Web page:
Cinnamon Shooting Star Cookies
Ease into fall baking with these lovely little cookies with a touch of cinnamon. Cut them into stars, hearts, rounds or other shapes. The dough is soft so you will have to work with a portion of it at a time, refrigerating the rest until ready to roll. I also suggest to roll it between two layers of parchment paper, the dough behaves nicely sandwich in the layers of parchment and you have less to clean later. If you don’t feel like rolling dough at all (it happens), you can roll small chunks of dough between your palms into little balls, flatten them slightly, dip in cinnamon sugar and bake them like that. I always make a few of these in every batch.
These cookies are buttery and melt in your mouth, just the way I like them. I brush some of them with a stroke of gold or silver leaf or a few edible gold stars to make them extra chic. They bake in minutes so watch the oven carefully and as soon as they begin to turn golden around the edges remove them from the oven and let them cool. Also: place a silicon sheet on the cookie sheet, cover that with foil and bake them this way. It protects the bottom of the cookies from browning too fast.
Most cookie recipes I find are just too large, producing so many cookies they inevitably end up you know where. I prefer recipes yielding smaller number of cookies so we can get through them and have reason to make another batch of something soon. Do you think cookie making is a dying art? Did it move out of the way yielding to other desserts and easy snacks like chocolate bars? I have an appreciation for these little dainties and like having some on hand to enjoy with a cup of tea or munch on when I am looking for something sweet.
When baking cookies, as in all other cooking really, it’s important to be organized. The French (who else?) have the term mis en place, or put in place. It means that before you begin cooking or baking you read the recipe, prepare all the ingredients required and have them ready to grab when needed. You don’t want to stop the mixer in the middle of mixing and spend five minutes looking for the vanilla or bringing eggs or butter to room temperature. Not reading the recipe in advance and having everything ready is the first reason why things may not turn out. Mis en place makes life in the kitchen much easier but is especially important in baking.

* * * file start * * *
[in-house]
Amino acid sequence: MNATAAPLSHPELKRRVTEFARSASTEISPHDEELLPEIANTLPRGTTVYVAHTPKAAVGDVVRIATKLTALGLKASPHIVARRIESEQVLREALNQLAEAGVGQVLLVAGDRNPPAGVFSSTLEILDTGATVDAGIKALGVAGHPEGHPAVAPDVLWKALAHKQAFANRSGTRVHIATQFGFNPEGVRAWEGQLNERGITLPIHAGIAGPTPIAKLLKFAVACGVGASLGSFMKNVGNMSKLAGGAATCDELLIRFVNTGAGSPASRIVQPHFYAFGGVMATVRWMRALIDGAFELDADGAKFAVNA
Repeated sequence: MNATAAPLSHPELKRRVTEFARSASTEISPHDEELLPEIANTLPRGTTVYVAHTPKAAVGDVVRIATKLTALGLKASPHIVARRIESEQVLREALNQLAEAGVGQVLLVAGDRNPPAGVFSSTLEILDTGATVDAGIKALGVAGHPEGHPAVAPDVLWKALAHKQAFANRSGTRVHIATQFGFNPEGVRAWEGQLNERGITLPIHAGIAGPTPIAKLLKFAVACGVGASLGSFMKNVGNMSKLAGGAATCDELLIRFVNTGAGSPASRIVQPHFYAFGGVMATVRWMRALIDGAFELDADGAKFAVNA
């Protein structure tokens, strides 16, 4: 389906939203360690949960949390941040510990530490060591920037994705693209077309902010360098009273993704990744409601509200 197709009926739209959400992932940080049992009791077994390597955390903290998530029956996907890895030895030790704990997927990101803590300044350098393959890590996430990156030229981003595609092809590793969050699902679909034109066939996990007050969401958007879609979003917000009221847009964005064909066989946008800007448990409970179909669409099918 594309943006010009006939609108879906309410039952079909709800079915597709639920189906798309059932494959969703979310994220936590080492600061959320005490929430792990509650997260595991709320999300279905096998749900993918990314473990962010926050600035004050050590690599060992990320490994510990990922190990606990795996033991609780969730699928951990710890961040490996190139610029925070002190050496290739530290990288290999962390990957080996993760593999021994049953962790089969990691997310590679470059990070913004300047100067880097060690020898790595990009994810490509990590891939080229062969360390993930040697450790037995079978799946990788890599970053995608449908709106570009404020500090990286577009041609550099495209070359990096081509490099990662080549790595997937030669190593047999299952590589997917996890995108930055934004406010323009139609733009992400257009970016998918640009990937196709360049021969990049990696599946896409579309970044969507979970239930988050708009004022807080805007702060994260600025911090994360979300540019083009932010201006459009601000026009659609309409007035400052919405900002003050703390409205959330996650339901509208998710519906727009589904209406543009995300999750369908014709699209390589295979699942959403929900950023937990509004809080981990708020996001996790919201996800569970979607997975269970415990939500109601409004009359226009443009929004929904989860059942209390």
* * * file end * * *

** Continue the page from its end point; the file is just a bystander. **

If you follow this blog you know that I like simplicity. Not too many ingredients, no hard to find “stuff” (most of the time), no complicated cooking methods. I run a home kitchen, not a professional one, and I like to cook foods that are not too labour intensive and do not require too much “handling”. That’s the role of restaurant chefs. But, I like things to look beautiful and of course to taste good and offer something new to introduce to your palate. It’s fine to have the “tried and true” but if you don’t introduce new things how will your grow? I asked my daughter once if she had tasted something, I forget what it was, and she said “of course Mom, I am your daughter”. It’s seems I have done my job at least in this department. Just like you educate your mind, so you need to educate your palate. It prevents you from becoming “one dimensional”, opens your mind to differences and who knows, you may even find something you like.
With that lecture done, on to the recipe:
1 stick butter (1/2 cup), room temperature
1 cup sugar
1/4 teaspoon salt
2 teaspoon vanilla extract (pure)
1/4 teaspoon salt
1 3/4 cups flour
1/4 cup sugar mixed with 1/2 teaspoon cinnamon
Cream butter in a mixer, you can use hand held for this.
Add sugar and salt and beat until sugar granules dissolve in the butter (more or less)
Add the egg and continue beating to incorporate and make a smooth batter.
Add the vanilla and mix to blend.
Add the flour and mix only until blended on medium speed, scraping sides of the bowl with spatula.
Scoop the dough up into a small bowl, cover with plastic wrap and refrigerate at least 30 minutes.
Prepare two baking sheets with silicon liners. Top with foil and lightly spray the foil with non stick spray.
Cut two sheets of parchment paper to roll the dough between.
Take the dough out of the fridge and cut in half. Place one half back in the fridge. You will work with one half of the dough at a time.
Place the dough on one parchment. Cover with the second parchment sheet and gently roll out the dough about 1/4 inch thick. Don’t press down on the dough, just allow the weight of the rolling pin to guide you. You can go a little thicker if it’s more comfortable.
Peel off the top parchment and cut the dough into desired shapes.
Gather the dough scraps into a disk, not handling it too much, and refrigerate for a few minutes before rolling out again.
Gently transfer the cut cookies onto the prepared baking sheet and sprinkle with the cinnamon-sugar mixture.
Place in a preheated 350℉ oven.
Bake for about 10 minutes until edges just begin to colour. Watch it carefully, once the cookies begin to colour they can brown very quickly. These cookies should be light coloured.
Remove from the oven and let rest a couple of minutes before transferring to a wire rack to cool.
Proceed with remaining dough until all cookies are done.
For the gold sprinkles: I wait until the cookies have cooled, then I place a heap of sprinkles on the counter and using a smal brush I brush a stroke of water on the cookies and press that part onto the heap of gold stars. They will stick to the wet part. You can also sprinkle them over the wet area if that works better for you. Sometimes I use gold or silver leaf and brush a small piece onto the cookies while they are still warm.